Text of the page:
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Archive for the ‘Business of Acting’ Category

Posted by admin, June 29, 2018 1:40 pm

Free Intentional Acting Class

For Young Actors, ages 9-17, & Their Parents

Confident Audition Prep

In person in North Hollywood, CA

BEEP: Email from Agent: “Audition 4:00 pm Tuesday, please confirm.”

Timestamp on email:  9:00 pm Monday night.

Like most parents, you probably read lines with your actor and make sure they’re memorized.

Do you feel confident that your audition prep is getting your child the results you both want?  Booked jobs?

Not sure?  I have a solution for you.

I’m Loren E. Chadima and I’m an Award-Winning Director and Acting Coach. You’re invited to a Free Preview of Intentional Acting Classes for Kids and Teens.  We’ll introduce you to The 9 Questions of Intentional Acting – a repeatable acting technique that gives young actors and their parents the tools to confidently prepare for their scripts for auditions and being on set.  This two-hour class will help you whether your child prepares with or without you.



You will learn tools to help you:

  • Breakdown the script.
  • Find the key components casting is looking for in minutes.
  • Discern if the material is comedy or drama, Disney or TNT, cable or network, and what that means.
  • Memorize effectively so your young actor’s personality comes out on the tape.

…And do all this in 30 minutes or less.

This is NOT a lecture!

If your young actor is serious about their acting career and you want to feel confident that you’ve helped prepare your child to success in the audition room…

…then this FREE PREVIEW Class is for YOU.


Posted by admin, August 31, 2017 4:18 pm

Free Intentional Acting Preview Class

Confident Cold Readings for Adult Actors

Using The 9 Questions of Intentional Acting

Do you walk away from a cold reading thinking, “Ugh… If I just had more time…”? Do you struggle to get your eyes off the page and really connect to the reader? I have a solution for you. I’m Loren E. Chadima and I’m an Award-Winning Director and Acting Coach. You’re invited to a Free Preview of the 9 Questions of Intentional Acting - a repeatable acting technique that helps you know what casting is looking for and how to deliver it.

This technique works whether you have an on the spot cold read or an audition with a week’s notice.


You will learn tools to help you:

  • Quickly uncover important clues.
  • Know whether the script is a comedy or drama and deliver it accordingly.
  • Make strong choices that make you stand out from the competition.
  • Get your eyes off the page.
  • Really connect to the reader.

…And do all this in 10 minutes or less.

This is NOT a lecture!

If you are a serious actor, ready to stop winging your audition prep and to walk away feeling confident that you’ll get a callback

…then this FREE PREVIEW Class is for YOU.

Posted by admin, August 9, 2017 8:54 pm

Check out my interview with the very cool and interesting website Voyage LA.  They are the absolute guide to everything Los Angeles.



Posted by admin, September 21, 2016 7:47 pm

I am excited to release the first Intentional Acting Between The Scenes Acting Tip video.  My intention is to give you tools to make your next take even better than the first.

Watch Between The Scenes Acting Tip #1

Here you’re going to see that sometimes even I need to take my own advice.  Take a look and let me know what you think!

Know someone who could benefit from this Acting Tip?  Please Share!


Posted by admin, May 31, 2016 3:24 pm

How many actors do you know run their career like a business? True, it’s not something you hear much about when it comes to the essentials necessary for being a working actor. But if you are committed to having a long, fulfilling career it’s essential you see it through the eyes of a business owner.

A Business Decision

Acting is your business and you need to run it like a business. The more you run it like a business, the better your results. As you start to understand your bottom line you will start to understand how agents, managers, producers and casting directors think.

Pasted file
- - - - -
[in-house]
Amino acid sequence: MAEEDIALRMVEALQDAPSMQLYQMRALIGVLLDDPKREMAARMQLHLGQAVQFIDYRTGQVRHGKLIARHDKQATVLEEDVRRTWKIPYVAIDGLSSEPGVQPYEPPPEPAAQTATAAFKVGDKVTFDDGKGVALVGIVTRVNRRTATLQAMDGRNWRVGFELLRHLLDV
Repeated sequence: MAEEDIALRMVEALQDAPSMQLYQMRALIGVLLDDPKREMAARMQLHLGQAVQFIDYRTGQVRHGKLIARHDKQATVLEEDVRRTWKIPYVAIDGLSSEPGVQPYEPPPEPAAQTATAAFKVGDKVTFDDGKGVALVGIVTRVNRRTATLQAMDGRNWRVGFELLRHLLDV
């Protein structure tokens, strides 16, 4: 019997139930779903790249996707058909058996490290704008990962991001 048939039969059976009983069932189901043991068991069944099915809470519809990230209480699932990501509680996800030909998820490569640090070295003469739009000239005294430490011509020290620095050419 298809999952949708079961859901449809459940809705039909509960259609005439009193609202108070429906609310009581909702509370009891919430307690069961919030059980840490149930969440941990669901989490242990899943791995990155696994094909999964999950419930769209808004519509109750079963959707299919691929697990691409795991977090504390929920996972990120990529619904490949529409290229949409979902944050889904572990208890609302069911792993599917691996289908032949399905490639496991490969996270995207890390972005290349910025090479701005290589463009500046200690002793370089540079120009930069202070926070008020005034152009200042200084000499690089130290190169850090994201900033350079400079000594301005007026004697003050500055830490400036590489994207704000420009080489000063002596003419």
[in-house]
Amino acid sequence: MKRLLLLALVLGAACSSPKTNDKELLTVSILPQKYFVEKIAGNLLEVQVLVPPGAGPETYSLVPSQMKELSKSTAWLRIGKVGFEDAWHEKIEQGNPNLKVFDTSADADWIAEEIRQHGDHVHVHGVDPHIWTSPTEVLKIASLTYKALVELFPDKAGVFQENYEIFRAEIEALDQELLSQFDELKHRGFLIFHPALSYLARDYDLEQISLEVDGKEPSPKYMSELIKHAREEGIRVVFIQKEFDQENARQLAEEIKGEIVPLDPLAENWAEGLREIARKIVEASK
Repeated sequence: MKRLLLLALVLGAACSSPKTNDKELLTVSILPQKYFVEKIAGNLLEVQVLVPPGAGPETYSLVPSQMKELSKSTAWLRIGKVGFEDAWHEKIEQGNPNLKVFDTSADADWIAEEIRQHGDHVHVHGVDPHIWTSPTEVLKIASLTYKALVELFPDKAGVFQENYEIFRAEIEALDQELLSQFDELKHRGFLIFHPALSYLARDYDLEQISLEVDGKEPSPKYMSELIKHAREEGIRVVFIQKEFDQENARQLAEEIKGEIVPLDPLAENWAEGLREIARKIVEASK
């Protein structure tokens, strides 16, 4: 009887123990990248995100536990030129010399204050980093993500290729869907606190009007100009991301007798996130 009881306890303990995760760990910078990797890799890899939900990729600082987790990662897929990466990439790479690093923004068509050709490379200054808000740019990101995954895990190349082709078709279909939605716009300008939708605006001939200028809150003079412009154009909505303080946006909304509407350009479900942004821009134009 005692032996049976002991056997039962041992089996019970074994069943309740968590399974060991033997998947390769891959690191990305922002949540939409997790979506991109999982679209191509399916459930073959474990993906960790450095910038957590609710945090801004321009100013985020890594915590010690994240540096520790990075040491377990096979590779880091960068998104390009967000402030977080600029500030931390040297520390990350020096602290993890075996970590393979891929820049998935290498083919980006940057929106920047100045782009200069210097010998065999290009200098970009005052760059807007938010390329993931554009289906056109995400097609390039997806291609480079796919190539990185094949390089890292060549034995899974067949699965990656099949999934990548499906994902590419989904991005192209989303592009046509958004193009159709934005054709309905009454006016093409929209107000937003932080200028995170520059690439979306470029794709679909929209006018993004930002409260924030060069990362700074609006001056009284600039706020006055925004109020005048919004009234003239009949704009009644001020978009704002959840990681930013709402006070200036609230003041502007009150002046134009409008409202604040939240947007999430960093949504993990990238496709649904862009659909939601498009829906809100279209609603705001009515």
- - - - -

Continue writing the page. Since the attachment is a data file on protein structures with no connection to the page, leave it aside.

For example, it’s not easy to go in for an audition and not get the role. It stings. But when you reinterpret that as a business decision it becomes much easier to not take it personally when you don’t get cast.

Ask yourself this: “If I were the CEO of multi-million dollar business and had a $100,000 to give to an actor would I give it to me?” Of course you say “Yeah, baby!” But think like a CEO and ask yourself these questions:

  1. Is my product (me, my audition skills, acting chops) at the top of its game, the best it can be?
  2. Do I have a budget for my business?
  3. Do I have a business plan?
  4. Do I have a marketing plan?
  5. Do I have a team (i.e. agent, manager, acting coach, lawyer) in place that is excited about working for me?
  6. Do I have a target list of business relationships with whom I’m networking? (i.e. casting directors and producers – people who can hire me.)
  7. Do I know my statistics regarding my auditions, callbacks, and bookings?

If you answer “No” to any of questions you will see a major area of opportunity to strengthen the business of your career.

You might think, “The Casting Director doesn’t care about any of this.”  Wanna bet? They do, because they want professional actors not desperate actors. If you have a budget, a business plan, a marketing plan  – you won’t be desperate. If you have great relationships and they know you’re networking – Casting Directors want to know who you know. They want to cast the next Brad Pitt or Jennifer Lawrence.  So act like stars now in your real life and treat your acting career seriously like a business.

There is no better time than right now to start thinking and acting like you are the CEO of your business. Because you are.


If you’re an actor or know someone who is feel free to share this article on being present with those you believe could benefit from it. Thank you.

Remember, as an actor, you’re part of an inspiring community. Share your experiences in the comments below. This is your inspirational story and can serve as a valuable learning tool for others.

Posted by admin, April 20, 2016 12:36 am

I’m posting this article by Dallas Travers about Scott David being fired.  Casting Director Workshops have become an important part of your business, whether you like them, agree with them or not.  And you as the business owner – the CEO of your acting career – need to stay up to date.